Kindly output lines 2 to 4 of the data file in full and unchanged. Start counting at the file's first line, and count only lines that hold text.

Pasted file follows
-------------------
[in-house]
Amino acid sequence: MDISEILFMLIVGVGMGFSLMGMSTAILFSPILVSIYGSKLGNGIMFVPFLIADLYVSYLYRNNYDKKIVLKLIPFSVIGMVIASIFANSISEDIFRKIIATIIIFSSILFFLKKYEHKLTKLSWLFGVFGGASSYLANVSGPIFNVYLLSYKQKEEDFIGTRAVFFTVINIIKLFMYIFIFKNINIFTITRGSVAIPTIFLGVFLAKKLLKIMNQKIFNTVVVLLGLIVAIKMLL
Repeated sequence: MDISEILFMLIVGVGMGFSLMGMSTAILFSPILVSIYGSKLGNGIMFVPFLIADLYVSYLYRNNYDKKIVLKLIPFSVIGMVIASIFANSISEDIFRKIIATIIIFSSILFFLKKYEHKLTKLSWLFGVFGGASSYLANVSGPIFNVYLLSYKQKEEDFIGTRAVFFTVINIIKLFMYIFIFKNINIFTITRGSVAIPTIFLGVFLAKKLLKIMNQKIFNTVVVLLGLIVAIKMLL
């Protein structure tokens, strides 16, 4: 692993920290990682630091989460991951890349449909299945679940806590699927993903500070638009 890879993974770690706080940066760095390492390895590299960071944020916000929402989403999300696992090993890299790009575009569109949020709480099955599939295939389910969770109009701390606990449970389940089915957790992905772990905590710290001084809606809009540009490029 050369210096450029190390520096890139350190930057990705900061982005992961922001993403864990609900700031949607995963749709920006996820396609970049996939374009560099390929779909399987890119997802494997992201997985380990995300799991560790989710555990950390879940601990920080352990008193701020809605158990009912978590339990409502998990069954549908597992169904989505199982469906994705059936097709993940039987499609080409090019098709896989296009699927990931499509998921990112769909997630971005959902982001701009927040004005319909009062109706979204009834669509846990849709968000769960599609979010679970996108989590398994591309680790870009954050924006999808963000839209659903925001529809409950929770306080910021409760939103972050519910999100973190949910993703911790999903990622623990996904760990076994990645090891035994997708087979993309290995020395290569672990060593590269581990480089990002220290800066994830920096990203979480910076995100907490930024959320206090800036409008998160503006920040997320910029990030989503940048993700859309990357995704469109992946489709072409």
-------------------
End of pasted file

Amino acid sequence: MDISEILFMLIVGVGMGFSLMGMSTAILFSPILVSIYGSKLGNGIMFVPFLIADLYVSYLYRNNYDKKIVLKLIPFSVIGMVIASIFANSISEDIFRKIIATIIIFSSILFFLKKYEHKLTKLSWLFGVFGGASSYLANVSGPIFNVYLLSYKQKEEDFIGTRAVFFTVINIIKLFMYIFIFKNINIFTITRGSVAIPTIFLGVFLAKKLLKIMNQKIFNTVVVLLGLIVAIKMLL
Repeated sequence: MDISEILFMLIVGVGMGFSLMGMSTAILFSPILVSIYGSKLGNGIMFVPFLIADLYVSYLYRNNYDKKIVLKLIPFSVIGMVIASIFANSISEDIFRKIIATIIIFSSILFFLKKYEHKLTKLSWLFGVFGGASSYLANVSGPIFNVYLLSYKQKEEDFIGTRAVFFTVINIIKLFMYIFIFKNINIFTITRGSVAIPTIFLGVFLAKKLLKIMNQKIFNTVVVLLGLIVAIKMLL
């Protein structure tokens, strides 16, 4: 692993920290990682630091989460991951890349449909299945679940806590699927993903500070638009 890879993974770690706080940066760095390492390895590299960071944020916000929402989403999300696992090993890299790009575009569109949020709480099955599939295939389910969770109009701390606990449970389940089915957790992905772990905590710290001084809606809009540009490029 050369210096450029190390520096890139350190930057990705900061982005992961922001993403864990609900700031949607995963749709920006996820396609970049996939374009560099390929779909399987890119997802494997992201997985380990995300799991560790989710555990950390879940601990920080352990008193701020809605158990009912978590339990409502998990069954549908597992169904989505199982469906994705059936097709993940039987499609080409090019098709896989296009699927990931499509998921990112769909997630971005959902982001701009927040004005319909009062109706979204009834669509846990849709968000769960599609979010679970996108989590398994591309680790870009954050924006999808963000839209659903925001529809409950929770306080910021409760939103972050519910999100973190949910993703911790999903990622623990996904760990076994990645090891035994997708087979993309290995020395290569672990060593590269581990480089990002220290800066994830920096990203979480910076995100907490930024959320206090800036409008998160503006920040997320910029990030989503940048993700859309990357995704469109992946489709072409």